Prescription drug abuse plagues some college campuses, but Thomas believes that Fairmont has done a good job of keeping it to a minimum through the help of the local police and the drug dog searches. “It does happen occasionally here, but the administration does a good job in not letting it happen. We do a pretty good job here.”

Other risky behavior

Several recent studies show that students who abuse Adderall appear to be the type of people who engage in other risky behavior.

The Substance Abuse and Mental Health Services Administration defines nonmedical use of a drug as taking it without a prescription, specifically for the effect that the drug creates. A SAMHSA study showed that full-time college students between the ages of 18 and 22 who abused Adderall were incredibly more likely to use marijuana as compared to non-users or those who used Adderall with a prescription, a difference of 79.9 percent to 27.2 percent.

The study also showed that nearly 90 percent of students who recently used Adderall nonmedically had engaged in binge drinking in the past month, and more than half used alcohol heavily and regularly. Furthermore, these students were eight times more likely to use cocaine than those who didn’t use Adderall (28.9 vs. 3.6 percent), eight times more likely to use prescription tranquilizers nonmedically (24.5 vs. 3 percent), and five times more likely to abuse prescription painkillers (44.9 vs. 8.7 percent).

Alarmingly, another recent study shows the abuse of prescription drugs is not limited to college students but begins as early as the middle school years. The Office of National Drug Control Policy states that “among young people ages 12-17, prescription drugs have become the second most abused illegal drug, behind marijuana.” Proving that the danger lies not just in illegal highs, the study also found that almost all of the poisoning deaths from 1999-2004 were caused by these types of drugs as the death toll from those drugs rose from 12,186 in 1999 to 20,950 in 2004.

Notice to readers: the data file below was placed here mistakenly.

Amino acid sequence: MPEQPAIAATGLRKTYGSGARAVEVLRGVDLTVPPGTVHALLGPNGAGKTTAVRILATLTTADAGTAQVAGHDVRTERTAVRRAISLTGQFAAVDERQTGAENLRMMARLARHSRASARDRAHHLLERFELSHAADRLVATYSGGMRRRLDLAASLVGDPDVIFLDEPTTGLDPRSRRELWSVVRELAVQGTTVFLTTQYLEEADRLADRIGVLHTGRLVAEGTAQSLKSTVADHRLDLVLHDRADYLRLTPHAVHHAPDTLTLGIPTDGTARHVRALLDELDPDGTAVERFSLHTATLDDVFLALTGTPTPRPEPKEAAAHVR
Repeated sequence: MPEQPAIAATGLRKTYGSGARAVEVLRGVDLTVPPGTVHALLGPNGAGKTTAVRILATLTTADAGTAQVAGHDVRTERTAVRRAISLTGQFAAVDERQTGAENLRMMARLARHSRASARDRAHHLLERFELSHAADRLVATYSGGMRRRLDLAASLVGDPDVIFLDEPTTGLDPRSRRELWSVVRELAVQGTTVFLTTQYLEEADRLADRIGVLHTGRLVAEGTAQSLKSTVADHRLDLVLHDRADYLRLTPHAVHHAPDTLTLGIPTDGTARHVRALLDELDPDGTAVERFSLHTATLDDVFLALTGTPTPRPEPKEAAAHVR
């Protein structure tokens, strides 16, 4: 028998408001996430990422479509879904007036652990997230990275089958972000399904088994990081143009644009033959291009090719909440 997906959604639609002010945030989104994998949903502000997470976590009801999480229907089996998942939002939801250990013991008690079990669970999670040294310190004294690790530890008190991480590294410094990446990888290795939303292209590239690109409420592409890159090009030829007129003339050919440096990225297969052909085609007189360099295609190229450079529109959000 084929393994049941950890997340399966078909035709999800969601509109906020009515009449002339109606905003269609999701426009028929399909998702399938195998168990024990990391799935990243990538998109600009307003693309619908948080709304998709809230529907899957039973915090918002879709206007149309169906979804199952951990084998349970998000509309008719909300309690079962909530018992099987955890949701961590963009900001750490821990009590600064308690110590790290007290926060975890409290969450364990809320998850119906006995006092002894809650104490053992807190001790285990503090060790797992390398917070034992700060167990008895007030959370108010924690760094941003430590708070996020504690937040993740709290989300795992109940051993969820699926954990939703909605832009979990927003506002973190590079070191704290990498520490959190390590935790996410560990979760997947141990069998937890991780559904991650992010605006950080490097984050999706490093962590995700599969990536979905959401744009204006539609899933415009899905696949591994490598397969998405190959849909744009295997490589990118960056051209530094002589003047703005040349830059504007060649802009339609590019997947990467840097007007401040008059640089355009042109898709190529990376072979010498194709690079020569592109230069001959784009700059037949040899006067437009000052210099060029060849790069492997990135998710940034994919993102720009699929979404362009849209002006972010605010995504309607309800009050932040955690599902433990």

Duvall believes she knows why people who would never think of taking illicit drugs sometimes end up abusing prescription drugs. “I think that there’s perhaps a perceived ‘safety’ in prescription drugs, as they’re more pure and unaltered versus a street drug that may be contaminated or ‘cut’ with something,” she said. “However, both carry the same risk of overdose or side effects that can be life threatening, like heart attacks with Adderall or Ritalin.”

Duvall has had patients with issues with drugs. She often hears first-hand accounts of abuse of alcohol, illegal drugs such as heroin, or even legal medications such as Xanax or pain medications. “It’s often the people I never would have expected to have an addiction,” she said.

Avoiding the addiction trap — and getting free

Duvall warns against the danger of just quitting “cold turkey,” however. “Addictions are often very serious, and going ‘cold turkey’ can be fatal in some cases,” she said. “What’s unfortunate is treatment is often not readily available or not covered by private insurance.”

Fairmont sophomore Shannon Brown takes prescription medications for pain from an old leg injury. “I only take about one a day,” she said. “But about twice a year or so, I’ll take more than that for injuries or something.”

Being familiar with these medications and their possible misuse, Brown makes sure she takes steps to avoid getting addicted. “It’s mostly the knowledge that they’re not there to be abused that helps,” she said. “When I can take the pain without using pills, I just stop taking them, even if I have half of the prescription left. I just take them back to the pharmacy to be recycled.”